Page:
The specifications of the MFC-7840W reveal it to be - in theory at least - a capable office printer. Besides USB, it has a 10/100 ethernet adapter, as well as an 802.11b/g wireless adapter, making it convenient to connect to a network.
It has an integrated modem for sending and receiving faxes, and a practically-sized paper tray capable of holding up to 250 sheets, although the out-tray is slightly less impressive at 100 sheets.
The MFC-7840W offers some good performance. Our 50-page, five per cent mono document completed in two minutes and nine seconds for a total rate of 23ppm; a more elaborate PDF complete with complex charts and images emerged at the same speed. Our 12-page Excel spreadsheet completed in just 27 seconds, which meant the page rate - 27ppm - actually exceeds Brother’s claimed top speed of 22ppm.
It’s been some time since we’ve seen a laser printer that doesn’t deliver superlative text quality, and the MFC-7840W doesn’t buck the trend. Our text documents emerged with pin-sharp characters, and even small print against shaded backgrounds was sharp and easily-legible.
Charts and graphs were also clear, although the MFC-7840W began to run into slight problems when it came to subtle gradients: our prints showed a small amount of banding, although not something that the layperson is likely to notice.
Our only major complaint when it comes to print quality is with photographic images. The MFC-7840W lays toner on heavily when it comes to dark areas that depend on a certain amount of finesse. The only texture in some of our images was, unfortunately, that of the toner lying on the page.
Speed in our copying tests was average - a 10-page document fed in through the 35-sheet ADF saw a page rate of 9ppm. But the real problem was quality: the MFC-7840W’s previously excellent performance in this area took a significant dip. Plain text printed relatively faithfully, although text on shaded backgrounds was often leaning towards illegibility.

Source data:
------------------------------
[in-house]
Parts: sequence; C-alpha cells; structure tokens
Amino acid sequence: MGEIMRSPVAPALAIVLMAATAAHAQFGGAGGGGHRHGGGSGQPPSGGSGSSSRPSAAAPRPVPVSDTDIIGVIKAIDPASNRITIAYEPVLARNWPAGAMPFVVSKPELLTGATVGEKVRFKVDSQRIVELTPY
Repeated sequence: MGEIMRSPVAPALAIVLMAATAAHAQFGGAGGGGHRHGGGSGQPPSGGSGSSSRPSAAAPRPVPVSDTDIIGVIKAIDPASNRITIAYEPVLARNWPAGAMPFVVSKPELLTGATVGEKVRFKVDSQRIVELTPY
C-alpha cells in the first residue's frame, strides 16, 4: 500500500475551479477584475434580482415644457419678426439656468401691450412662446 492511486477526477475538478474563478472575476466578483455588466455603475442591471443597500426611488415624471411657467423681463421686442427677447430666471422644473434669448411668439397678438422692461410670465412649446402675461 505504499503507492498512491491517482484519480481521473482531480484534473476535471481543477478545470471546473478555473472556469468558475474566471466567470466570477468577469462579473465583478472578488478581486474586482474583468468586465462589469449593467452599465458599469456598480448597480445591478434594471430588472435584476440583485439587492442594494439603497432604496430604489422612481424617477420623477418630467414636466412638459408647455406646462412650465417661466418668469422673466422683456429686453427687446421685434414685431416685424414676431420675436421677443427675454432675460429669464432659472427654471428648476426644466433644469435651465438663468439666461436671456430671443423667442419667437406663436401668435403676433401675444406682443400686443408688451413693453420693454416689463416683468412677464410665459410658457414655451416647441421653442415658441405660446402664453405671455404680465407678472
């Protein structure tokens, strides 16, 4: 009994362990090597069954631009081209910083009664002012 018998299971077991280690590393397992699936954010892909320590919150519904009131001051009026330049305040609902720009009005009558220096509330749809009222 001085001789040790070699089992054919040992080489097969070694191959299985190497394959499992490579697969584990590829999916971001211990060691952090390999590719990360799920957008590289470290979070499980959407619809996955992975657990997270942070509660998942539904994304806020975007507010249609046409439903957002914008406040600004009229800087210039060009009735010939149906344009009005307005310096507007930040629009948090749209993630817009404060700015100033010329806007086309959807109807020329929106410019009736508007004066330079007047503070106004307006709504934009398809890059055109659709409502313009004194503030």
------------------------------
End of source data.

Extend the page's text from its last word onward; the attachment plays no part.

Images with gradients - which make up a good number of charts and graphics - printed poorly, with lightly-shaded areas emerging as plain white. OCR performance was better: ScanSoft’s PaperPort 11 SE is included, and proved accurate when it came to recognising complicated pages from an issue of PC Authority magazine.
Our only major concerns about the MFC-7840W are its performance and build-quality: despite looking like the kind of equipment you’d expect to find in a modern office, some of its extremities - such as its flimsy plastic paper catchers - don’t feel like they’ll stand up to the kind of abuse dished out by unsympathetic users.
And while its print performance is good, it doesn’t offer fast enough copying to keep a busy office happy. However, if you’re looking for a printer for a home office that does everything well enough, the MFC-7840W is a good buy at under $450.
This Review appeared in the October, 2008 issue of PC & Tech Authority Magazine
Source: Copyright © Alphr, Dennis Publishing